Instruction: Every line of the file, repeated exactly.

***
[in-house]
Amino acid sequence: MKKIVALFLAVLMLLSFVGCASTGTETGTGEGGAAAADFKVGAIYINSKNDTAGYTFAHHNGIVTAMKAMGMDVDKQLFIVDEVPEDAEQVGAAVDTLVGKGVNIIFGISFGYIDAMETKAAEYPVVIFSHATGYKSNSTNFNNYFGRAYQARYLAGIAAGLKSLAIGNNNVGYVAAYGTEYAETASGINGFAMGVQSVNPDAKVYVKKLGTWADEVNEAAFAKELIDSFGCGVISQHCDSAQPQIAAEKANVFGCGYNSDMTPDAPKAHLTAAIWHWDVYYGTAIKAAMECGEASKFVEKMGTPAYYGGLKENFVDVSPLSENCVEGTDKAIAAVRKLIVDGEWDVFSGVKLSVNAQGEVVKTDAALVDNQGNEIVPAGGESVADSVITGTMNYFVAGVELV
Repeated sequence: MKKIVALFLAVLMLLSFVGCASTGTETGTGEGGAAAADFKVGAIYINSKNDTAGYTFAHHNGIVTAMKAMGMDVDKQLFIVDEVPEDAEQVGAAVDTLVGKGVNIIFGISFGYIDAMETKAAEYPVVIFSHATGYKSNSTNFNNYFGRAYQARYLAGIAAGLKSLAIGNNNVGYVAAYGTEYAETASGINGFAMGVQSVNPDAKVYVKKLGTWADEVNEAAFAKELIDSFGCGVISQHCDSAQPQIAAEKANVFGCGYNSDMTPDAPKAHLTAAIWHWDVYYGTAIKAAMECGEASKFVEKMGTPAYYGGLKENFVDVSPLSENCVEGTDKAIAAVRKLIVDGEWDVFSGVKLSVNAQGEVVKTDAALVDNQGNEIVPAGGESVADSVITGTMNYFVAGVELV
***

[in-house]
Amino acid sequence: MKKIVALFLAVLMLLSFVGCASTGTETGTGEGGAAAADFKVGAIYINSKNDTAGYTFAHHNGIVTAMKAMGMDVDKQLFIVDEVPEDAEQVGAAVDTLVGKGVNIIFGISFGYIDAMETKAAEYPVVIFSHATGYKSNSTNFNNYFGRAYQARYLAGIAAGLKSLAIGNNNVGYVAAYGTEYAETASGINGFAMGVQSVNPDAKVYVKKLGTWADEVNEAAFAKELIDSFGCGVISQHCDSAQPQIAAEKANVFGCGYNSDMTPDAPKAHLTAAIWHWDVYYGTAIKAAMECGEASKFVEKMGTPAYYGGLKENFVDVSPLSENCVEGTDKAIAAVRKLIVDGEWDVFSGVKLSVNAQGEVVKTDAALVDNQGNEIVPAGGESVADSVITGTMNYFVAGVELV
Repeated sequence: MKKIVALFLAVLMLLSFVGCASTGTETGTGEGGAAAADFKVGAIYINSKNDTAGYTFAHHNGIVTAMKAMGMDVDKQLFIVDEVPEDAEQVGAAVDTLVGKGVNIIFGISFGYIDAMETKAAEYPVVIFSHATGYKSNSTNFNNYFGRAYQARYLAGIAAGLKSLAIGNNNVGYVAAYGTEYAETASGINGFAMGVQSVNPDAKVYVKKLGTWADEVNEAAFAKELIDSFGCGVISQHCDSAQPQIAAEKANVFGCGYNSDMTPDAPKAHLTAAIWHWDVYYGTAIKAAMECGEASKFVEKMGTPAYYGGLKENFVDVSPLSENCVEGTDKAIAAVRKLIVDGEWDVFSGVKLSVNAQGEVVKTDAALVDNQGNEIVPAGGESVADSVITGTMNYFVAGVELV